© The Canadian Press
Newfoundland and Labrador Finance Minister Tom Marshall speaks to reporters in St. Johnâs on Wednesday. Marshall will be interim premier after the resignation of Kathy Dunderdale.
CORNER BROOK When Tom Marshall came home from work Wednesday, the first question his daughter asked him was âare you premier?â
He replied that he wasnât. Not yet, anyway. Not until today.
With the sudden departure of Kathy Dunderdale, who announced her resignation from the top provincial government job Wednesday, it seemed the Finance minister was an obvious choice to replace her.
Marshall was Dunderdaleâs first pick as her interim successor and the Tory caucus was in agreement.
His family knew that he would accept the job if he was asked to do it. It all happened quite quickly, said Marshall, but he does have his familyâs support.
âI have a very smart, bright wife who is very, very wise and I listen to her,â said Marshall of his wife, Lin. âShe realized you have to step up at a time like this and you canât say no.â
In contemplating the decision to accept the role of interim premier, Marshall said he began thinking of all of the other Newfoundlanders and Labradorians who never backed down when asked to commit their lives to the province.
âWe love our province and put our province first,â he said. âIâm not going to be there forever. I will be there for three or four months and Iâll do the best I can during that time.â
One of the people he thought of was his father, the late Sen. Jack Marshall, who had a highly regarded reputation as being a federal MP who always put his constituents first and foremost. The memory of his father was also recalled in an email sent to Marshall on Wednesday from former premier and Member of Parliament Brian Tobin.
Tobin wished Marshall well and told him his father would be proud of him and smiling down on him.
âHis last words to me when he was on his death bed were âdonât you forget, you look after the poor people,ââ said Marshall.
There has already been some buzz that having Marshall in the premierâs position, even if it is only for a few months, will mean good things for Corner Brook and western Newfoundland. While the premier has some influence on decisions made by his cabinet and government in general, Marshall said he has to treat all people and parts of the province fairly.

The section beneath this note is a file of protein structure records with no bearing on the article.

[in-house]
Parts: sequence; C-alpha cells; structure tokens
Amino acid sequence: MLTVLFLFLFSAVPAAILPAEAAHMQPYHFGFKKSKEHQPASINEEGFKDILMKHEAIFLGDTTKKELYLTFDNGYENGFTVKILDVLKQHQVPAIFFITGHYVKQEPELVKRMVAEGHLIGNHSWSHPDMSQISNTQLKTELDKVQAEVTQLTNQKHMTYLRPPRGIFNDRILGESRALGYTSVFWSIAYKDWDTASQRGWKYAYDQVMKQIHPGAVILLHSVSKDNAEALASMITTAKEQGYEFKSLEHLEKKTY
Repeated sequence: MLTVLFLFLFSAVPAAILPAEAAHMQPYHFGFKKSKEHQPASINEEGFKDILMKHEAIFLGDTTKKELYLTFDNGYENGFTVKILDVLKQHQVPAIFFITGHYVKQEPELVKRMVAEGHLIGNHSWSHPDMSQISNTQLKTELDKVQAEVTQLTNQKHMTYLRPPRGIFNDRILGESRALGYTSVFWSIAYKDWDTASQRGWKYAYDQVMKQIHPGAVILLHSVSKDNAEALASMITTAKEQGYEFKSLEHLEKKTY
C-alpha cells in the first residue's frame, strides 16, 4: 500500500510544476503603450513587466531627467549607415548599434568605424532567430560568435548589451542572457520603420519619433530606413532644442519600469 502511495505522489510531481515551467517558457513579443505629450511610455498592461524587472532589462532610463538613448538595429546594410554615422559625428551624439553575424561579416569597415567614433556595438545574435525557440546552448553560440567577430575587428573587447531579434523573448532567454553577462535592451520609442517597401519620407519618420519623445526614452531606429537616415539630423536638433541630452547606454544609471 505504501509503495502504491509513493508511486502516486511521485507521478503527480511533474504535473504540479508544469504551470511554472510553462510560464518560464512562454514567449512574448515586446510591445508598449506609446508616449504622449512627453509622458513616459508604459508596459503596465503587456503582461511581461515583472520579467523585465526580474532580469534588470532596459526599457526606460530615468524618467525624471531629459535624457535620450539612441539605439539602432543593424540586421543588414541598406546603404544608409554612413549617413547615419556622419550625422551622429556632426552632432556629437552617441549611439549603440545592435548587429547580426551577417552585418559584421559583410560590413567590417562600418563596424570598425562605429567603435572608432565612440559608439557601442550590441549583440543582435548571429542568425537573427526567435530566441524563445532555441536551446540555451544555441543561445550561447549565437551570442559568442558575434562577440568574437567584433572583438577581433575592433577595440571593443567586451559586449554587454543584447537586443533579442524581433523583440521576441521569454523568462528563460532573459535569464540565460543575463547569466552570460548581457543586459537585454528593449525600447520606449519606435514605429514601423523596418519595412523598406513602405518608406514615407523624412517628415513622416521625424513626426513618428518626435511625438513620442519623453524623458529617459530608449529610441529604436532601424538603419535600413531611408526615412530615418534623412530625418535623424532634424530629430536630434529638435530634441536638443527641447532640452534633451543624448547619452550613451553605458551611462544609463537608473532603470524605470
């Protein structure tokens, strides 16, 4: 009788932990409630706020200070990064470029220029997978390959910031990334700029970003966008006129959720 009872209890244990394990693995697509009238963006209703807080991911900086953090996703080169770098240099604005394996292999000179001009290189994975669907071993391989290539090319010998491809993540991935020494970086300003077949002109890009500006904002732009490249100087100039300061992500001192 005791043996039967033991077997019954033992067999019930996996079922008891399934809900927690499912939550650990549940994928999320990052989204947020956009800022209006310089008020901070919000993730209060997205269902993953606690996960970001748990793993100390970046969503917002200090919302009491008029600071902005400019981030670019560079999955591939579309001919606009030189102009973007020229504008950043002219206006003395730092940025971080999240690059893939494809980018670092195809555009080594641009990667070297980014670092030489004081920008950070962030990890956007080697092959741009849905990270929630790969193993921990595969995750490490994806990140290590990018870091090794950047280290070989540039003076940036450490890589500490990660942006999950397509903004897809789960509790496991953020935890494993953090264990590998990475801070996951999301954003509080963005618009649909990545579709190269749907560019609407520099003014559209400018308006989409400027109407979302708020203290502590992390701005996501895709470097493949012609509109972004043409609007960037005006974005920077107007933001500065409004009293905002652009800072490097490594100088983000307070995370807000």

Marshall will become the provinceâs 11th premier and the sixth one to hold a seat in the Corner Brook area.
That being said, one of the provincial governmentâs biggest projects in the works right now is a new regional hospital for Corner Brook. The project has been criticized for being scaled back and there are concerns it wonât meet the regionâs health-care needs by the time it is opened years down the road.
Marshall said the project is moving along, with a tender issued and stakeholder consultations being planned.
âI know people have been concerned it has taken so long and there was a delay for two years â there is no question about that, but we are committed to it,â said Marshall. âItâs the number one priority on our infrastructure list, there is money in the fiscal forecast and, obviously I would like to see it moved along.â
Marshall had been in the preliminary stages of preparing the provinceâs next budget. He will be relinquishing the job of Finance minister to someone else when he becomes premier.
He would not say who he has in mind for that job, or the extent of any cabinet shuffling he will need to do.
âAt this point, I am considering a lot of things and getting advice on a lot of things,â he said. âI want to take this weekend to sit and ponder ... I have a lot of ideas and a lot of things Iâd like to bring forward, but we have a cabinet process and we go through the process and make our decisions as a group.â
His job as premier is not to repair the Progressive Conservative partyâs woes, said Marshall.
âMy role is to maintain the government, have a stable government and carry on,â he said. âThere must always be a premier and a government in officeâ
The PC party will choose a new leader, who will then become the next premier, in the next three or four months. A general election, as dictated by provincial legislation, must be held within a year of the premierâs resignation.
That has thrown a monkey wrench into Marshallâs plans as he had already said he would retire from politics when the election that had been set for October 2015 came around.
âMy dad used to say timing and luck is so important in politics,â said Marshall.
He said he had contemplated a run at the leadership when former premier Danny Williams stepped down in 2010, but decided not to. He said the latest unexpected turn in this political path is just another example of the ever-changing landscape that is politics.